I very much enjoyed 28 Days Later even if the ending was rather weak - The end of the Director's Cut being much better. I had great hopes, therefore, that this sequel would be of similar quality. While the overall style and feel of this movie remained faithful to the original, the concept and therefore the plot don't hit the same heights. The result is a movie which is very watchable but not very interesting. In fact, I would have to say that this film is closer in quality script-/plot-wise to one of Paul W. S. Anderson's recent offerings (Resident Evil 2; Aliens Vs. Predator).
With much of the art department (Art Directors Patrick Rolfe and Denis Schnegg) remaining in place from the last film, 28 Weeks Later definitely looks and feels like its predecessor in terms of it's aesthetic, pacing, and overall style. I think this is, in large part, down to the contribution/collaboration of Editor Chris Gill (another holdover from 28 Days Later) and Director of Photography, Enrique Chediak, who together help further maintain the consistency from the previous film to this one.
Style aside, 28 weeks Later falls into the trap which the first film so neatly avoided. 28 Days Later took a really strong, simple premise, and explored it on a small scale, never over-reaching in terms of plot plausibility (even considering horror's innate implausibility). Most of the film centred on a few main characters and their quest for survival: from hordes of Rage-infected zombies on the one hand, to the reality of trying to stay alive removed from the every-day infrastructure of modern life. 28 Weeks Later, on the other hand, goes large in terms of scale, both in terms of the numbers of people/characters and the sheer scope of the environment being dealt with.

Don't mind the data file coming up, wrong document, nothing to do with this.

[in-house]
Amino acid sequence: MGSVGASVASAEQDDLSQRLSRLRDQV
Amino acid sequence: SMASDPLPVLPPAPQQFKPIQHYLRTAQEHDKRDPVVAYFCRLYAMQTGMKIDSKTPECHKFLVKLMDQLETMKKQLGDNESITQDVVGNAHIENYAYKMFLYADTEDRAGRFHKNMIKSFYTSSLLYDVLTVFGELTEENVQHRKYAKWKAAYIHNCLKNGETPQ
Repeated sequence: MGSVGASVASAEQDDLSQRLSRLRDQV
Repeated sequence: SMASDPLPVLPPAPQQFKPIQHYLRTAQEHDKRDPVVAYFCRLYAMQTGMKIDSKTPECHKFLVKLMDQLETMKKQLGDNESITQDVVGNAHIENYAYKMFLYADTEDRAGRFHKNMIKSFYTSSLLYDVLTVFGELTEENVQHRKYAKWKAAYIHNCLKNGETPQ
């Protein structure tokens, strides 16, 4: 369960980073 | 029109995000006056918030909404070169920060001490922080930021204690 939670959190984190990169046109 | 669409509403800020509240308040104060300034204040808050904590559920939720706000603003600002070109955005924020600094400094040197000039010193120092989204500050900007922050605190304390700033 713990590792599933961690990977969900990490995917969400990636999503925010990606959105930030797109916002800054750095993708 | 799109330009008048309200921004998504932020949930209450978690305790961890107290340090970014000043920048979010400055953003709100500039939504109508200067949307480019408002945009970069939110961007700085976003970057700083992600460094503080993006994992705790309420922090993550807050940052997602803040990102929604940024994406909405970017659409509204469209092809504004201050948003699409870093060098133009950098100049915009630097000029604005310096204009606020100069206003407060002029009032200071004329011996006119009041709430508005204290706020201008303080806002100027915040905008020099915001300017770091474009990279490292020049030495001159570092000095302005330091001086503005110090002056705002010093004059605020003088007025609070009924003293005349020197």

The film opens, suitably small-scale, with a limited group of people including husband and wife, Don and Alice (Robert Carlyle and Catherine McCormack), who are trying to stay alive holed up in a rural country house. From such small and intimate beginnings, the chastening of which sets the film up with some very interesting themes and relationship dynamics, the plot then falls victim to trying to do and show too much too soon. As the story reaches London anyone with any knowledge of video-games will not fail to notice some very obvious nods to games such as Half-Life 2. And it is from this point onwards that the film moves away from more layered narrative development to very simplistic, location dependent plotting. This serves to give the rest of the film the feel of a generic AAA video-game title.
While Danny Boyle and Alex Garland (who directed and wrote the original respectively) are on board as Executive Producers, one can only wonder what would have happened had they been at the helm this time around. The script, this time penned by the team of Rowan Joffe, Jesus Olmo, and Juan Carlos Fresnadillo (who also directed this film), is not a patch on Garland's original screenplay and suggests that the ideas at the centre of it are little more than "How can we get this location and that location into the story? and how can we get our characters from one to the next?" This is classic video-game plotting and really fails to deliver on the big screen.
There is plenty of action, gore, and frights to be had in 28 Weeks later, but after threatening such a potentially interesting film from the opening, the rest of the movie is a real let-down from a story point of view. Still, if you're only in it for the things that generic horror movies deliver then you'll probably be more than happy with this film. If, on the other hand, like me, you admire the originality of 28 Days Later and were hoping for more of the same, you'll likely be disappointed.